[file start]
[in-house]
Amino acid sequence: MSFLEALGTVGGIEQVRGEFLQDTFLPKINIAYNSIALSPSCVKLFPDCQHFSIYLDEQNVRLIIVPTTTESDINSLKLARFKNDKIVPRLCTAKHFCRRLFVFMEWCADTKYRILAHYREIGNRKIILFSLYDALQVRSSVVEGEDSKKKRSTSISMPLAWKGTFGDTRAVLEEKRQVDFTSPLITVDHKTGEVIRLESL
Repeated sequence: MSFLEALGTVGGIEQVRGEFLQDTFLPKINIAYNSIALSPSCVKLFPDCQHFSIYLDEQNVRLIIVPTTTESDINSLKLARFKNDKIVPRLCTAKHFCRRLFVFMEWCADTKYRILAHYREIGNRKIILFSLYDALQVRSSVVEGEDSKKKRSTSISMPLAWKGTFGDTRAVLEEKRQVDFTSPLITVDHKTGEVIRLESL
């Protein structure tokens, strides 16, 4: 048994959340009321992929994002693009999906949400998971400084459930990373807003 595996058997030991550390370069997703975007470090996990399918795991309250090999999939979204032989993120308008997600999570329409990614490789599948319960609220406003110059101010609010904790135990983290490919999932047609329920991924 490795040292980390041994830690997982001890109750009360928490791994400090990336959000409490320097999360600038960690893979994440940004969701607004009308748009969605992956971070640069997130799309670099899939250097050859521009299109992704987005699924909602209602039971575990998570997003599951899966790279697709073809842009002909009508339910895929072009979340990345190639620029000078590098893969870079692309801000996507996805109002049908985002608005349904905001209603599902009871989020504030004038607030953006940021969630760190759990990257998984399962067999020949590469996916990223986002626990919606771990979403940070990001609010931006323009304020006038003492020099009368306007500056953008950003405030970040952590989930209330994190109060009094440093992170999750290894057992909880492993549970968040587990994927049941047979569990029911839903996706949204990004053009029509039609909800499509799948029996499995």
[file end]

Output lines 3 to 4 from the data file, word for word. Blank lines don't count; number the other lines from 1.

Repeated sequence: MSFLEALGTVGGIEQVRGEFLQDTFLPKINIAYNSIALSPSCVKLFPDCQHFSIYLDEQNVRLIIVPTTTESDINSLKLARFKNDKIVPRLCTAKHFCRRLFVFMEWCADTKYRILAHYREIGNRKIILFSLYDALQVRSSVVEGEDSKKKRSTSISMPLAWKGTFGDTRAVLEEKRQVDFTSPLITVDHKTGEVIRLESL
């Protein structure tokens, strides 16, 4: 048994959340009321992929994002693009999906949400998971400084459930990373807003 595996058997030991550390370069997703975007470090996990399918795991309250090999999939979204032989993120308008997600999570329409990614490789599948319960609220406003110059101010609010904790135990983290490919999932047609329920991924 490795040292980390041994830690997982001890109750009360928490791994400090990336959000409490320097999360600038960690893979994440940004969701607004009308748009969605992956971070640069997130799309670099899939250097050859521009299109992704987005699924909602209602039971575990998570997003599951899966790279697709073809842009002909009508339910895929072009979340990345190639620029000078590098893969870079692309801000996507996805109002049908985002608005349904905001209603599902009871989020504030004038607030953006940021969630760190759990990257998984399962067999020949590469996916990223986002626990919606771990979403940070990001609010931006323009304020006038003492020099009368306007500056953008950003405030970040952590989930209330994190109060009094440093992170999750290894057992909880492993549970968040587990994927049941047979569990029911839903996706949204990004053009029509039609909800499509799948029996499995």